Cassidy, left, and Andy Kavovit, the actor who portrayed him in the NBC telefilm “The David Cassidy Story,” on Nov. 23, 1999. An executive producer of the biopic, Cassidy rerecorded all of his old hits, including “I Think I Love You,” “C’mon Get Happy” and “I Woke Up in Love This Morning.”(Jill Connelly/ Associated Press)
Cassidy arrives at the ABC Disney summer press tour party in Pasadena on Aug. 8, 2009.(Dan Steinberg / Associated Press)
Cassidy sang on more than a dozen band and solo albums during his “Partridge Family” years. Some of their songs, including “I Think I Love You” and “I Woke Up In Love This Morning,” became major hits, and he performed in sold-out stadium tours.
Cassidy was born in New York City on April 12, 1950. His father, Jack Cassidy, was a Tony Award winning stage performer and his mother, Evelyn Ward, an actress. He was raised largely by grandparents and as his own fame grew, Cassidy said his relationship with his father deteriorated.
“He was a fabulous guy. I worshiped him,” Cassidy said. “But this is somebody who was obsessed with success.”
His father died in an apartment fire in West Hollywood in 1976. His mother died in 2012.
Cassidy was never entirely comfortable with his squeaky-clean image and the fan frenzy over the “Partridge Family”. He was more attracted to edgier rock fare, and the teenage mold did not fit his aspirations. Perhaps in response, he posed nude for an Annie Leibovitz photo that appeared on the cover of Rolling Stone in 1972.
“What was tough was the way people my own age would perceive me as this image that was created of this sweet, innocent boy next door, which was the antithesis of the teenage life I had lived,” he told the The Times in 1995.
“I hitched up to Haight-Ashbury in the Summer of Love, you know? And I was very much politically aligned with that whole mentality, the whole ideology of that generation, the music, the culture, the behavior.”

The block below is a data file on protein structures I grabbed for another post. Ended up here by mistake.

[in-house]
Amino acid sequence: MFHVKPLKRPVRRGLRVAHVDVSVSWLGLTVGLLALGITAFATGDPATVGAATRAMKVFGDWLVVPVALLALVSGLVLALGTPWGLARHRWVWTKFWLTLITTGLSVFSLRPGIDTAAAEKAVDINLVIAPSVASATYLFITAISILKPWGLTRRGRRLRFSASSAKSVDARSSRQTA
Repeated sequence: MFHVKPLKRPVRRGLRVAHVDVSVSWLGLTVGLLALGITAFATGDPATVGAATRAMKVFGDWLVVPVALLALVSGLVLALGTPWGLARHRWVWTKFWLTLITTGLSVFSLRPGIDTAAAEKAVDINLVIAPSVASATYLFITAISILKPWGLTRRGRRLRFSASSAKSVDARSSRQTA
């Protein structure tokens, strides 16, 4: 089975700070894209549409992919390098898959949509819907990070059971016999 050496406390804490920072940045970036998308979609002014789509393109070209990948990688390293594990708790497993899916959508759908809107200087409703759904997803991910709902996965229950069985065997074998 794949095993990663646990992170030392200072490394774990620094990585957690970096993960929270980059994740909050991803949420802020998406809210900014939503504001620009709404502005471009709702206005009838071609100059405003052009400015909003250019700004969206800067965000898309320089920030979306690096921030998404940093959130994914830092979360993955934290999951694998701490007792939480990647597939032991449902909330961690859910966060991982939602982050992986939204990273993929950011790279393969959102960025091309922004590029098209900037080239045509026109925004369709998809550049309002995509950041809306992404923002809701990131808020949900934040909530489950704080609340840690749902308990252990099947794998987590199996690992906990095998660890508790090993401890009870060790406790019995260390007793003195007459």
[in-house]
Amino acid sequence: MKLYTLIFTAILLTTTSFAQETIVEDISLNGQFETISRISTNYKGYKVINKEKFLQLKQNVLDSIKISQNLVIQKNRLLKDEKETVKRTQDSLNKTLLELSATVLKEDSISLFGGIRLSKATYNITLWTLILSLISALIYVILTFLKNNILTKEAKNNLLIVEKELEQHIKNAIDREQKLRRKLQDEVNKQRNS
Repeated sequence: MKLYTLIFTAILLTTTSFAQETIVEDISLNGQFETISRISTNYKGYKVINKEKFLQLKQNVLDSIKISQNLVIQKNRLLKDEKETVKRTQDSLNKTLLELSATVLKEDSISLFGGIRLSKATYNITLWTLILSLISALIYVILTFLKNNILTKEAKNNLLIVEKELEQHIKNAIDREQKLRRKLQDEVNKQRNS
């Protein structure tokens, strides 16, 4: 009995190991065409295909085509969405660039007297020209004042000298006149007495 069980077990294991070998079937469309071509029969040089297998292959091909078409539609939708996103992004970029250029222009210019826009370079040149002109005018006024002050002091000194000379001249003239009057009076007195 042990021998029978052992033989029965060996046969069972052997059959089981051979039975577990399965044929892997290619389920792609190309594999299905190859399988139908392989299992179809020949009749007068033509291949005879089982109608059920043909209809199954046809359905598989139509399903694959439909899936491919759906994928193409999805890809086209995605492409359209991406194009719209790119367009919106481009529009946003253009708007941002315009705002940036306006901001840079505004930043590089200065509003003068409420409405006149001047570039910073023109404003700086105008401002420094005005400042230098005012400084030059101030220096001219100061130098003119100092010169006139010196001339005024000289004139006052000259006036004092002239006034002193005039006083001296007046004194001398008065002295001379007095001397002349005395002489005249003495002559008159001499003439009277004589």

He added, “It seemed whenever I’d read my name, it would be David ‘former teen idol sex symbol’ Cassidy.’ I used to think, ‘Well, I guess I’m going to have to do something more significant in my life, like David ‘convicted felon’ Cassidy or something,’ anything that would erase that convenient label.’ ”
Cassidy’s popularity led to some low points, including a 1974 London show where a girl was killed in a crush of fans at the front of the stage.
After leaving the Partridge fold, he went on to record more solo albums and star in several Broadway productions, including “Joseph and the Amazing Technicolor Dreamcoat” and “Blood Brothers.” In 1990, he returned to the U.S. pop charts with the single “Lying To Myself.”
Though he continued to perform late into his career, Cassidy struggled in his personal life. After three DUIs in five years, his then-wife Sue Shifrin-Cassidy filed for divorce, he declared bankruptcy and was charged with a hit-and-run in 2015. Two earlier marriages also ended in divorce.
“Until I really dealt with a lot of the demons in my life--the fear and self-doubt and unresolved issues with my old man--I could never feel fulfilled and happy,” he told The Times in 2000. “I tended to try and numb the pain, just tried to forget.”
In February, he announced that he was suffering from memory loss due to dementia, and would stop touring to focus on his personal life.
The decision came after a concert in Agoura Hills when he struggled to remember familiar lyrics. TMZ reported at the time that the singer seemed intoxicated during the show, posting video that showed him forgetting lyrics and nearly falling off the stage. During an appearance this year on the “Dr. Phil Show, Cassidy discussed his problems with alcohol but denied drinking before the show.
Cassidy said that his grandfather and mother had also struggled with dementia.
“A part of me always knew this was coming,” he said.
Cassidy is survived by a son; Beau; a daughter, actress Katie Cassidy; and three half-brothers, Shaun, Patrick and Ryan.
For breaking music news, follow @augustbrown on Twitter.
Staff writers Nardine Saad and Alene Tchekmedyian contributed to this report.